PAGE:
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Tobacco Dependence among intermittent smokers

conference contribution
posted on 2023-05-24, 12:43 authored by Shiffman, S, Stuart FergusonStuart Ferguson, Dunbar, M, Scholl, S
Intermittent smokers (ITS) are an increasingly prevalent segment of smokers, yet it is unknown whether or how dependence severity may vary across ITS. Here we sought to test whether ITS would be less dependent than daily smokers (DS) on multiple dependence measures, and whether variations in dependence among ITS was associated with behaviors such as smoking rate and longest duration of abstinence. 217 ITS (who smoked 4-27 days per month) and 197 DS (who reported smoking every day) were recruited for a study on smoking patterns. Among the ITS smokers, 70 were never daily ITS (NITS) and 138 were converted ITS (CITS; ITS who reported previously being DS); 9 were unknown. Participants completed questionnaires on dependence (time to first cigarette after waking, Fagerstrom Test of Nicotine Dependence [FTND], Nicotine Dependence Syndrome Scale [NDSS], Wisconsin Inventory of Smoking Dependence Motives [WISDM], and Hooked on Nicotine Checklist [HONC]). As we wanted to also evaluate whether the variability in assessed dependence was meaningfully related to smoking behaviors, participants also recorded each cigarette smoked in real time over 3 weeks using Ecological Momentary Assessment. Logistic regression assessed differences in dependence between groups (DS vs. ITS; CITS vs. NITS), and least squares regression examined associations between dependence and smoking behavior (mean, max cigarettes per day; proportion of days smoked; longest period of abstinence) within ITS. As expected, DS were significantly more dependent than ITS: FTND, NDSS & WISDM discriminated between ITS and DS with > 90% accuracy. Similarly, among ITS, NITS demonstrated lower dependence than CITS. Within ITS, dependence measures correlated with observed mean and maximum smoking rates and duration of abstinence, even after accounting for NITS-CITS differences. The study demonstrated that some ITS exhibit features of dependence, suggesting that some aspects of dependence may appear with very infrequent smoking. Future work should examine implications for ITS’ potential progression to daily smoking and cessation outcome.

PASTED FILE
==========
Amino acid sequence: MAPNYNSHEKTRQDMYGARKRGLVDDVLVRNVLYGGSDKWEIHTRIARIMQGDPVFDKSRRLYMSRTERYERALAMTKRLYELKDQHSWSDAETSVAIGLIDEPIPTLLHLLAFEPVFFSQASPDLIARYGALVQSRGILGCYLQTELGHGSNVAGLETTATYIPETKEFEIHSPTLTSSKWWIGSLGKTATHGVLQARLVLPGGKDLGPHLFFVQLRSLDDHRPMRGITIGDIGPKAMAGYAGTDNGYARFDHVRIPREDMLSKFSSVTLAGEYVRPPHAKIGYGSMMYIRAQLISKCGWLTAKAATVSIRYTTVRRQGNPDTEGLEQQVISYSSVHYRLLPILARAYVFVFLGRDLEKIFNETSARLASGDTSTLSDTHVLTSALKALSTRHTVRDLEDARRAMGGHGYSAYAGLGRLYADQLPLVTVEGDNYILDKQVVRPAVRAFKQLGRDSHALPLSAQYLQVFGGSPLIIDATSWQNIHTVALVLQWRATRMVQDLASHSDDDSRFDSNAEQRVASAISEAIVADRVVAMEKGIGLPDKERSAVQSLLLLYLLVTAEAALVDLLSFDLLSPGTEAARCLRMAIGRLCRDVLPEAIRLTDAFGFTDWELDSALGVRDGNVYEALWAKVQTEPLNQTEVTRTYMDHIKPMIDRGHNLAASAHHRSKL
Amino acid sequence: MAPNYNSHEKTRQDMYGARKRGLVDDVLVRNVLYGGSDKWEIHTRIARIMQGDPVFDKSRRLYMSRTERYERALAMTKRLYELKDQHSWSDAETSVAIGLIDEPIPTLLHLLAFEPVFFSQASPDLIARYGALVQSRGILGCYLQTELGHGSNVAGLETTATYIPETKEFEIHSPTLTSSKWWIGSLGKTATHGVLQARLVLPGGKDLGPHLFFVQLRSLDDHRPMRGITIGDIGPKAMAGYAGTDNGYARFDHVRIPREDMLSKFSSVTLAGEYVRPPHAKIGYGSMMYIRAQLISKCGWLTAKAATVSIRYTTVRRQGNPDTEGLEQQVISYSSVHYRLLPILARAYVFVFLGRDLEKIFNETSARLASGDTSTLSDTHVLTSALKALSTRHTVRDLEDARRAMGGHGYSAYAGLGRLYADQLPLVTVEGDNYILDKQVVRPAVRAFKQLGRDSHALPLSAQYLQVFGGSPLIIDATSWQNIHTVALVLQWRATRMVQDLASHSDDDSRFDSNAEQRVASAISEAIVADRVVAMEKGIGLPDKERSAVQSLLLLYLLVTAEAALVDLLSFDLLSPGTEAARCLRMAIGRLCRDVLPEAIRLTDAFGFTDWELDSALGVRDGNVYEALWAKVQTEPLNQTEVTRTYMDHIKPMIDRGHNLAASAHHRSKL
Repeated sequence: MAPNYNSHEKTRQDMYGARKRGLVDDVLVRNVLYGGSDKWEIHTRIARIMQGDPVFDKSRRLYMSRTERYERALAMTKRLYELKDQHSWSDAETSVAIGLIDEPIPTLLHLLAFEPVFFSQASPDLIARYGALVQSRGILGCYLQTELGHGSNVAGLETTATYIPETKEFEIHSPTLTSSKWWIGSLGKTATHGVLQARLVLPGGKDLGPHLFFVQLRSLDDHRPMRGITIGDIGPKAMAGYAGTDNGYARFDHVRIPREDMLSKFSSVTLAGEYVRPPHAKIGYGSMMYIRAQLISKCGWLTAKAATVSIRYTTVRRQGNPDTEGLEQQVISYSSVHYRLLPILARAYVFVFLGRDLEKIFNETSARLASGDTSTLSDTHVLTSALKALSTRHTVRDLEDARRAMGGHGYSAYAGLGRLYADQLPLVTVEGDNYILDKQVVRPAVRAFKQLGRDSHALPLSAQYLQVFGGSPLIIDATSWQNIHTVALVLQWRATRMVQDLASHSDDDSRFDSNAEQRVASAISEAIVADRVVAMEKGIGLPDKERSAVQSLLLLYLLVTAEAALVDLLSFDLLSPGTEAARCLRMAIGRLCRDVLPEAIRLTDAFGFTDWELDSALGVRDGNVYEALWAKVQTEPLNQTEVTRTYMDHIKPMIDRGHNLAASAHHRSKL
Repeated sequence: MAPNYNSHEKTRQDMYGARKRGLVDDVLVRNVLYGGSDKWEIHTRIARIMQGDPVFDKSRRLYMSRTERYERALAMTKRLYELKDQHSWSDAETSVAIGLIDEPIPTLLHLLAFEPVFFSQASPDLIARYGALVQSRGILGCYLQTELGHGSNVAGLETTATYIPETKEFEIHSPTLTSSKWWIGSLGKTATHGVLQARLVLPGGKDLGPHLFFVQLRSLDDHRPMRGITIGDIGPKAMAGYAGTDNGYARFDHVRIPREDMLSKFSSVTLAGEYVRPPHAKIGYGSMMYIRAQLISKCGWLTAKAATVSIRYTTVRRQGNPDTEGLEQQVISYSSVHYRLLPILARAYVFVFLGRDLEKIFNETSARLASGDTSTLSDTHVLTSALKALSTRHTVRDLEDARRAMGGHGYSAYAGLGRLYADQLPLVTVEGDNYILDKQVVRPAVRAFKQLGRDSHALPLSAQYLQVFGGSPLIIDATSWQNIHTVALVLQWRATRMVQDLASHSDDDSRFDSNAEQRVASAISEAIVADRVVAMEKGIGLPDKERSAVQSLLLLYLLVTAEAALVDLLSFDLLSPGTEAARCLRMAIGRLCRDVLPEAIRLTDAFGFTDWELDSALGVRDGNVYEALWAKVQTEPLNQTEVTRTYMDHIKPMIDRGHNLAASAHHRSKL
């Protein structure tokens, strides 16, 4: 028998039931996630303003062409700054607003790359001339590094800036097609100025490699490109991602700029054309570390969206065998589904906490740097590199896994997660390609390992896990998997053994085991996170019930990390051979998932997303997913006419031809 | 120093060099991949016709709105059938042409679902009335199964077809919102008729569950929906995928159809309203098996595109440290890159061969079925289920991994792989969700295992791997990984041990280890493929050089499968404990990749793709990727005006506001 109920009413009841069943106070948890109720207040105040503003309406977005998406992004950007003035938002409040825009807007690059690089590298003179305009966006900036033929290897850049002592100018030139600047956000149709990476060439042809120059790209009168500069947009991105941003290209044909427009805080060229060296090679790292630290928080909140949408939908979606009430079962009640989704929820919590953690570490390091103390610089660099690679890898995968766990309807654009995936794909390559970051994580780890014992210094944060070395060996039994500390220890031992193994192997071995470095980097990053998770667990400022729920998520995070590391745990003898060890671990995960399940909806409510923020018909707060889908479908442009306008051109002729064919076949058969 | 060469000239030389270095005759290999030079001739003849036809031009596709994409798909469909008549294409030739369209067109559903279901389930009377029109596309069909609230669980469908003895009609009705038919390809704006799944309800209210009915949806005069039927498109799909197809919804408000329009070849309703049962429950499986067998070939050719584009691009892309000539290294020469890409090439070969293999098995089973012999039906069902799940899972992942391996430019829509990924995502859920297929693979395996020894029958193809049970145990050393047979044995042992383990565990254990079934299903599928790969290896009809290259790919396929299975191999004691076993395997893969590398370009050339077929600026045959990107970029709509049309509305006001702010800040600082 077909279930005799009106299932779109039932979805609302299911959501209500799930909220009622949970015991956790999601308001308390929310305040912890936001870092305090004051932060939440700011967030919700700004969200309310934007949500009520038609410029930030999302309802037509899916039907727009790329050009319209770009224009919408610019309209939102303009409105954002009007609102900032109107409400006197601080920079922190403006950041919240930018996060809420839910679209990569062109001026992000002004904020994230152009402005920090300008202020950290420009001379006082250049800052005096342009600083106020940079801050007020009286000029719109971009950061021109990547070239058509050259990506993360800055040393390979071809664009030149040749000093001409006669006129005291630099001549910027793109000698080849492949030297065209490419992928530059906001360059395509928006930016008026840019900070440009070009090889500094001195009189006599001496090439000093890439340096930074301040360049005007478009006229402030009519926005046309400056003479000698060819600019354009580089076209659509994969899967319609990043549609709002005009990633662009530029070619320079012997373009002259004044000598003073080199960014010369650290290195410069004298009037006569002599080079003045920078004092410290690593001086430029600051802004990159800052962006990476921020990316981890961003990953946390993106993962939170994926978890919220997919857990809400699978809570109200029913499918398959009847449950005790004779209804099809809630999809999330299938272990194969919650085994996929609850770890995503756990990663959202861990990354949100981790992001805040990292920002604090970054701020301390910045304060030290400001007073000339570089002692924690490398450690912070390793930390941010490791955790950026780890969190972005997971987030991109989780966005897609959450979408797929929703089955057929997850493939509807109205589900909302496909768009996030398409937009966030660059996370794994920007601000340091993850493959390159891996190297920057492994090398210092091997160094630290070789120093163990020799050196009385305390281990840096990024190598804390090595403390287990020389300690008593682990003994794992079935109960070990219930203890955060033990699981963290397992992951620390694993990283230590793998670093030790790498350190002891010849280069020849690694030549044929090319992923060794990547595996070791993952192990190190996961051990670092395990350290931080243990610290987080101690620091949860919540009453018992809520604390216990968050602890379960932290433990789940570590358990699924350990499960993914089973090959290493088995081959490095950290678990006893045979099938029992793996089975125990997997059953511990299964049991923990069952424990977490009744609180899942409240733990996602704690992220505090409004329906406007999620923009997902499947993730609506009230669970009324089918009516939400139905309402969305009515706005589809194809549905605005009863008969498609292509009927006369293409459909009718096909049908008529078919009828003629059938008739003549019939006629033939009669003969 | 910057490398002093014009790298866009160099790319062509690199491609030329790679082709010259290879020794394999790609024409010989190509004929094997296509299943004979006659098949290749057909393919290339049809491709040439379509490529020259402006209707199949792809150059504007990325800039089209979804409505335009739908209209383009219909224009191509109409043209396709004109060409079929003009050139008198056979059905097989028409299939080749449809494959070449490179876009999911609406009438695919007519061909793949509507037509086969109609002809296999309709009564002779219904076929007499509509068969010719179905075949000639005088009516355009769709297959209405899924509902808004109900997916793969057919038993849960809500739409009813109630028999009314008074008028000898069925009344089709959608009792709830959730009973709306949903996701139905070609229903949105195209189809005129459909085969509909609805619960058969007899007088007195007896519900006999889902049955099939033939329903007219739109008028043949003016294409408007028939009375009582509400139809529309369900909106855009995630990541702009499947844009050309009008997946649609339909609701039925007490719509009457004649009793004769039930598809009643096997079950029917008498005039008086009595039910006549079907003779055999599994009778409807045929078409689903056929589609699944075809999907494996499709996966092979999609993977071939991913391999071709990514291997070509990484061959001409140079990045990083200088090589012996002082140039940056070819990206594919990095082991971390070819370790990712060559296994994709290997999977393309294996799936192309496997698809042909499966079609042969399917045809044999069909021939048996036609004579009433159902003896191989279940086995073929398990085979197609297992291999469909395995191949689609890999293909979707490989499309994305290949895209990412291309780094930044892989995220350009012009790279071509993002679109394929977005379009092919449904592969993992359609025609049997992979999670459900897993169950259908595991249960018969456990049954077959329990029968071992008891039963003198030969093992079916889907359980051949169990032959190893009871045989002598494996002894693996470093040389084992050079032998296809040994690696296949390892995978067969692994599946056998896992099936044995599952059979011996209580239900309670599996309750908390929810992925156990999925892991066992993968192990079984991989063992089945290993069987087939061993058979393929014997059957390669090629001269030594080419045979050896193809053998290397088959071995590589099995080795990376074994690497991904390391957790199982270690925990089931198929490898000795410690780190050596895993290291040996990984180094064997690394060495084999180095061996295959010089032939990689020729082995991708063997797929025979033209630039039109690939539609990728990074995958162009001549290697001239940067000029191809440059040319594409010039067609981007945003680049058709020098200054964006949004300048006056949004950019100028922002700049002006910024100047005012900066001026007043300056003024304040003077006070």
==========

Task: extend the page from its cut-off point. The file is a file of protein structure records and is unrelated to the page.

Cancer Council of Tasmania


Publication title

2012 Annual Meeting of the Society for Research on Nicotine & Tobacco - Abstracts


The SRNT Editorial board






School of Pharmacy and Pharmacology



Place of publication

Madison, WI, USA

Event title

2012 Annual Meeting of the Society for Research on Nicotine & Tobacco

Event Venue

Houston, TX, USA

Date of Event (Start Date)


Date of Event (End Date)


Rights statement

Copyright 2012 The Author

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  • Restricted

Socio-economic Objectives

Public health (excl. specific population health) not elsewhere classified

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